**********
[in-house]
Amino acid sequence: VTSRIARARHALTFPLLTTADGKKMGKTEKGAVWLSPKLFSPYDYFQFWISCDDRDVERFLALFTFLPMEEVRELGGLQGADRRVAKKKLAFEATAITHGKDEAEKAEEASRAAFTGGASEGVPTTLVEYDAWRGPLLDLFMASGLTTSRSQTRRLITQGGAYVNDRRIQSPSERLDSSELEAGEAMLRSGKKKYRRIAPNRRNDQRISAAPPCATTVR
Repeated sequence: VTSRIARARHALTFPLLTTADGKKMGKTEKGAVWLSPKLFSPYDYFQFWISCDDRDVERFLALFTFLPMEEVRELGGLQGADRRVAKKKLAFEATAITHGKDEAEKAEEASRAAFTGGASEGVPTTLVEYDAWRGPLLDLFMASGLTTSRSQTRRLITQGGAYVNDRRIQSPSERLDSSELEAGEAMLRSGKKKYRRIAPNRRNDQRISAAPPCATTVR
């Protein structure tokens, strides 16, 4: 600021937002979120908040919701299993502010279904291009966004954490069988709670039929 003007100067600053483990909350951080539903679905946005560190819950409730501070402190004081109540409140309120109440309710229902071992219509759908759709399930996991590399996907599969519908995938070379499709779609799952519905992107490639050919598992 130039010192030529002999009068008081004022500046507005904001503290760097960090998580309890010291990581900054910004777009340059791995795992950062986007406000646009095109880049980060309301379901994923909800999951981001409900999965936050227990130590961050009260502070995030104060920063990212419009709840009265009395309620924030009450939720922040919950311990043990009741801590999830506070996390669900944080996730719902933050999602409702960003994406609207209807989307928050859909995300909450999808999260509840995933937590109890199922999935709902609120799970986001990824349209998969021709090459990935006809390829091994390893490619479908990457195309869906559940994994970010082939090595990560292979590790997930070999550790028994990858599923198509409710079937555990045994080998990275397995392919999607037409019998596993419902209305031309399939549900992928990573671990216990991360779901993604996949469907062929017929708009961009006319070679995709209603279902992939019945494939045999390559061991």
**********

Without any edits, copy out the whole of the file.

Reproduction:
[in-house]
Amino acid sequence: VTSRIARARHALTFPLLTTADGKKMGKTEKGAVWLSPKLFSPYDYFQFWISCDDRDVERFLALFTFLPMEEVRELGGLQGADRRVAKKKLAFEATAITHGKDEAEKAEEASRAAFTGGASEGVPTTLVEYDAWRGPLLDLFMASGLTTSRSQTRRLITQGGAYVNDRRIQSPSERLDSSELEAGEAMLRSGKKKYRRIAPNRRNDQRISAAPPCATTVR
Repeated sequence: VTSRIARARHALTFPLLTTADGKKMGKTEKGAVWLSPKLFSPYDYFQFWISCDDRDVERFLALFTFLPMEEVRELGGLQGADRRVAKKKLAFEATAITHGKDEAEKAEEASRAAFTGGASEGVPTTLVEYDAWRGPLLDLFMASGLTTSRSQTRRLITQGGAYVNDRRIQSPSERLDSSELEAGEAMLRSGKKKYRRIAPNRRNDQRISAAPPCATTVR
């Protein structure tokens, strides 16, 4: 600021937002979120908040919701299993502010279904291009966004954490069988709670039929 003007100067600053483990909350951080539903679905946005560190819950409730501070402190004081109540409140309120109440309710229902071992219509759908759709399930996991590399996907599969519908995938070379499709779609799952519905992107490639050919598992 130039010192030529002999009068008081004022500046507005904001503290760097960090998580309890010291990581900054910004777009340059791995795992950062986007406000646009095109880049980060309301379901994923909800999951981001409900999965936050227990130590961050009260502070995030104060920063990212419009709840009265009395309620924030009450939720922040919950311990043990009741801590999830506070996390669900944080996730719902933050999602409702960003994406609207209807989307928050859909995300909450999808999260509840995933937590109890199922999935709902609120799970986001990824349209998969021709090459990935006809390829091994390893490619479908990457195309869906559940994994970010082939090595990560292979590790997930070999550790028994990858599923198509409710079937555990045994080998990275397995392919999607037409019998596993419902209305031309399939549900992928990573671990216990991360779901993604996949469907062929017929708009961009006319070679995709209603279902992939019945494939045999390559061991």